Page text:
|With its move to the ACC, Louisville marked another stop in a well-traveled football history. (US Presswire)|
The rapid changing and high stakes of conference realignment have given a post-apocalyptic, "survival of the fittest" feel to college athletics. The schools and conferences that sit passively will get left out, and the ones that are aggressive will survive. Once survival took precedent over television markets and academic consortiums in the minds of the ACC, it was Louisville -- the ultimate survivor -- that became the clear option or expansion.
"With its aggressive approach to excellence in every respect, the University of Louisville will enhance our league's culture and commitment to the cornerstones we were founded on 60 years ago," ACC commissioner John Swofford said in the official release announcing the expansion. “The University of Louisville is an outstanding addition to the Atlantic Coast Conference, and I commend the Council of Presidents for continuing to position our league for the long-term future."
That aggressiveness can be traced back to legendary coach Howard Schnellenberger. When Schnellenberger arrived in 1985, Louisville was a decade removed from the Missouri Valley Conference with only one bowl appearance and two winning seasons to speak of in its first days of football independence. The rebuilding project, which included a 10-1-1 showing in 1990 that ended in a Fiesta Bowl win and top-15 ranking, brought football out from the shadow of the basketball program and brought balance to the athletic department. That balance allowed enhancements for all of Louisville's sports, but most importantly helped fund a football stadium.
Ron Cooper led Louisville from independence into Conference USA -- a league that many did not believe could produce a national champion. The Cooper years were rocky, but the hope of better days returned with the opening of Cardinal Stadium in 1998 and the arrival of new coach John L. Smith. Louisville's administration knew that if the Cardinals were going to become a football power, they would need a respectable stadium and a team to win games. Smith led the Cardinals to two Conference USA titles and five straight bowl games.
Conference realignment struck again as the reins of the football program were handed to Smith's offensive coordinator, Bobby Petrino. The Big East was going to lose Virginia Tech, Miami and Boston College to the ACC and looked to Conference USA for replacements. The success of Smith and Petrino, like Schnellenberger's before them, made the Cardinals a fitting addition for Big East survival. Petrino's immediate success also helped the school prepare a massive expansion project for Cardinal Stadium -- which would soon be renamed Papa John's Cardinal Stadium after a healthy-naming rights purchase from pizza mogul John Schattner.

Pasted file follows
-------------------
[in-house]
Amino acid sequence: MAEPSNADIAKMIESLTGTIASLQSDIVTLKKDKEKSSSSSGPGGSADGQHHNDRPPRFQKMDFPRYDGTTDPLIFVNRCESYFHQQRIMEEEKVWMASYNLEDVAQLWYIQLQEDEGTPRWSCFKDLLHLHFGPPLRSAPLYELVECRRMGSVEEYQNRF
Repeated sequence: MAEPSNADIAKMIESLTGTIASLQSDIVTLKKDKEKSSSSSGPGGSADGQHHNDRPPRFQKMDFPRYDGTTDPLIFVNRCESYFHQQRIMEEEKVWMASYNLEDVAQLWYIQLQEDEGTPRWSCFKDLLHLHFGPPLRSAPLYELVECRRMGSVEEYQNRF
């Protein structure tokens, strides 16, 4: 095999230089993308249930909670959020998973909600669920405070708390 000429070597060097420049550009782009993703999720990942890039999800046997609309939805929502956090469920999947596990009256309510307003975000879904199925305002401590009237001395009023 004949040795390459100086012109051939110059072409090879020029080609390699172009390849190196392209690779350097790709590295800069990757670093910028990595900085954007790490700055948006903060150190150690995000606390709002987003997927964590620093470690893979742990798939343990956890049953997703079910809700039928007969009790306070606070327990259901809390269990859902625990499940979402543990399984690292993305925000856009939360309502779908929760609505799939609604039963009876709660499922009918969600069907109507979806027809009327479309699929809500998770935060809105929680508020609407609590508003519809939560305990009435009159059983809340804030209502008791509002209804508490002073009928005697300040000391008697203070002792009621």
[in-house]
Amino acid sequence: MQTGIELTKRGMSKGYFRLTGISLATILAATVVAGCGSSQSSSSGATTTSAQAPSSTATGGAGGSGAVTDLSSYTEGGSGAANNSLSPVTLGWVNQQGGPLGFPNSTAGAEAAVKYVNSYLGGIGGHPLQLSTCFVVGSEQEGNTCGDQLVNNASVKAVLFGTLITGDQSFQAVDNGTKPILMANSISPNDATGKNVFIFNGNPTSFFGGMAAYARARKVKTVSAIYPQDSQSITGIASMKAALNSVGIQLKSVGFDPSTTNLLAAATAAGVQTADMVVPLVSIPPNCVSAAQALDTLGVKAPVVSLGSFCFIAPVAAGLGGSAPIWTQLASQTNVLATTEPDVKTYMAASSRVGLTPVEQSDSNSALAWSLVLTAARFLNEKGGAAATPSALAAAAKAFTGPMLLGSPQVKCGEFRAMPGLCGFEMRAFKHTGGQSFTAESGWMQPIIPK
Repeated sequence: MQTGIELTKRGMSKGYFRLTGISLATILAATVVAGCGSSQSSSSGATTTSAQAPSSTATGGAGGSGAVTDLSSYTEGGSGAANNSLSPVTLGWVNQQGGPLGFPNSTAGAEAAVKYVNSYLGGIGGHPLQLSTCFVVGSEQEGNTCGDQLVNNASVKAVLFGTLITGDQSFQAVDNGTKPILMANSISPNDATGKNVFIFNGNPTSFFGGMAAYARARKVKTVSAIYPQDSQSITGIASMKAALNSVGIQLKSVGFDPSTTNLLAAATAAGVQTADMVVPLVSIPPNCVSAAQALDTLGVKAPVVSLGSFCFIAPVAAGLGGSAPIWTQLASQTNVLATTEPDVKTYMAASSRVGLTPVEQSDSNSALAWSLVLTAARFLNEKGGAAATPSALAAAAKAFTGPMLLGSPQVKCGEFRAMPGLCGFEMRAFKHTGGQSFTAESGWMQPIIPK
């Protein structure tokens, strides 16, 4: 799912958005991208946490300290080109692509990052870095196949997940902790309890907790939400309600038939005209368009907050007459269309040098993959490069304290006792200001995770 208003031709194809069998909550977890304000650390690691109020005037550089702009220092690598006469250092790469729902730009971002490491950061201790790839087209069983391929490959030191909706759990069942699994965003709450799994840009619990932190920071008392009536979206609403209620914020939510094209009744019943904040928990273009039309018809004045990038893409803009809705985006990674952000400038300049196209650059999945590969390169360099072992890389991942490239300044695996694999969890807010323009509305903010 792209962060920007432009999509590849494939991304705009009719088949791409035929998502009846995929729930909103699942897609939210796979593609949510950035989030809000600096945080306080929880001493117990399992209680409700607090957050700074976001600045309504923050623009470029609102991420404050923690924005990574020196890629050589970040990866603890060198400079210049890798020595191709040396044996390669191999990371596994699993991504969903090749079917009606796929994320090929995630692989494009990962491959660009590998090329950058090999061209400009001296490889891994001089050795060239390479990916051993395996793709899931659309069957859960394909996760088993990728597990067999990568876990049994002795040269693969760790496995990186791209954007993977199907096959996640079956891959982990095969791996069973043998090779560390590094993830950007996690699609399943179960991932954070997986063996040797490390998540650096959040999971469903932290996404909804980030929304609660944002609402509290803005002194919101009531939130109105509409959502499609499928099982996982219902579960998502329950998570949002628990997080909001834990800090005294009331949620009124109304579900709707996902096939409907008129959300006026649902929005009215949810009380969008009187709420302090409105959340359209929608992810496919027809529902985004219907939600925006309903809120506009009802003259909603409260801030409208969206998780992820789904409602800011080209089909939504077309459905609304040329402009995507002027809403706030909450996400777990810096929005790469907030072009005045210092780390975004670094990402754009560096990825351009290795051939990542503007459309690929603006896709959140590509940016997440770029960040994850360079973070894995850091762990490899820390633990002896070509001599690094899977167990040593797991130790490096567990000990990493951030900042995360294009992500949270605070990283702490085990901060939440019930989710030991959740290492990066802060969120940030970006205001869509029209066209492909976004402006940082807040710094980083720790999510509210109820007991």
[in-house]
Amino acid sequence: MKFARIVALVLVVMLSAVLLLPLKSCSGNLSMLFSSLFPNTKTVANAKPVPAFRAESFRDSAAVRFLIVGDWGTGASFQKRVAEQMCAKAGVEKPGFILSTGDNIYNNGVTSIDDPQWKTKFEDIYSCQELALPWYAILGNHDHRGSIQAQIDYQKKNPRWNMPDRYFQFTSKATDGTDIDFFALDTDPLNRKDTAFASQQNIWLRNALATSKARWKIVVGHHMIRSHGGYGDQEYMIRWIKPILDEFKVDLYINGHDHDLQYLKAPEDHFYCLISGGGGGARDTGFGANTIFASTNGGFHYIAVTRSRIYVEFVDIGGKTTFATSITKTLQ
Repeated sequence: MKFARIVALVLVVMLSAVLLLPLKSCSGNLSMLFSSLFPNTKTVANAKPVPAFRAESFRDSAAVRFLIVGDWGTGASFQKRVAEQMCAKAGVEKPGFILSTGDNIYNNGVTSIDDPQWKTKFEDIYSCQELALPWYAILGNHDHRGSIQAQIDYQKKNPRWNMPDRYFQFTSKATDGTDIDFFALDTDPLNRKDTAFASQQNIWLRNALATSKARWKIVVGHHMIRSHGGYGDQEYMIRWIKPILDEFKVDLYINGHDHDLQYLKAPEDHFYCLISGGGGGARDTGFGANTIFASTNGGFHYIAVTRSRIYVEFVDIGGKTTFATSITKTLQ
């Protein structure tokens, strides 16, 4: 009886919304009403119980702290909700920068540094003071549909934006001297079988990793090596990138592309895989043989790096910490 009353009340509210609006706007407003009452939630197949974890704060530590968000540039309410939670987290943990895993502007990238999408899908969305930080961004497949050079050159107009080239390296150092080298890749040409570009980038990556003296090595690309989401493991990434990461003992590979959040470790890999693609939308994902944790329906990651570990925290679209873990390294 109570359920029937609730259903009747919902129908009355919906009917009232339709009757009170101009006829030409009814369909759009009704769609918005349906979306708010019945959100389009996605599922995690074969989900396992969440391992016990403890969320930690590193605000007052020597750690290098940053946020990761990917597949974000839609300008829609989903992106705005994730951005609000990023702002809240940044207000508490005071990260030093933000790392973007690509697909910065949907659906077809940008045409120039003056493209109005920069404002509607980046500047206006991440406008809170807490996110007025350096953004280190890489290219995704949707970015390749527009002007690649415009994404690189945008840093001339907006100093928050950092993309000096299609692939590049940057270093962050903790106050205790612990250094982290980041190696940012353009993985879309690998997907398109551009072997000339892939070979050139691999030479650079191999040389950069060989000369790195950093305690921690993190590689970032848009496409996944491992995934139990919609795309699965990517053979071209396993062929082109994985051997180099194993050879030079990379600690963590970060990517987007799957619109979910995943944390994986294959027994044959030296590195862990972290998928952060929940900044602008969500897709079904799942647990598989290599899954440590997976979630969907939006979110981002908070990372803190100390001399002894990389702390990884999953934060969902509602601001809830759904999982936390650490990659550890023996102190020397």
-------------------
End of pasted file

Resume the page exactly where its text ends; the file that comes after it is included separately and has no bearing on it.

But the free fall from an Orange Bowl win under Petrino to three bowl-less seasons under Steve Kragthorpe hurt even more in the recently expanded stadium. That's when athletic director Tom Jurich, who deserves as much credit for the Cardinals' success as any of the individual coaches, made an aggressive move by hiring Florida defensive coordinator Charlie Strong.
"When it became apparent to us that we needed to make a move, the ACC is the perfect fit for us, and we are so elated to be joining this prestigious conference," Jurich said on Wednesday.
"This is a credit to everyone at the University of Louisville and our community, as we have all pulled together to position ourselves for this opportunity. It's amazing what has happened here over the last 15 years."
Which brings us back to Swofford's word: aggressive. The ups and downs across the last 30 years in Louisville football always seem to be righted by aggressive moves towards improvement and excellence. Louisville basketball has always been strong, but the brand of Cardinals athletics has been enhanced by football now standing shoulder-to-shoulder with the storied hoops program.
Last season, Strong's second year, the Cardinals earned a share of the Big East title. On Thursday, they will have the opportunity to earn their first BCS bid since Petrino's Orange Bowl. As conference realignment gobbled up their Big East partners, Louisville became tired of hearing reasons that involved television markets and academics. Schools around the Cardinals were getting upgrades, while Louisville -- with arguably the strongest athletic department in the conference -- was getting left out.
It appears the ACC took a long look at the conference landscape and realized it was to survive by any means necessary. The presidents and chancellors weighed the options with several schools and, in the end, unanimously approved one athletic department that has become an expert at survival.
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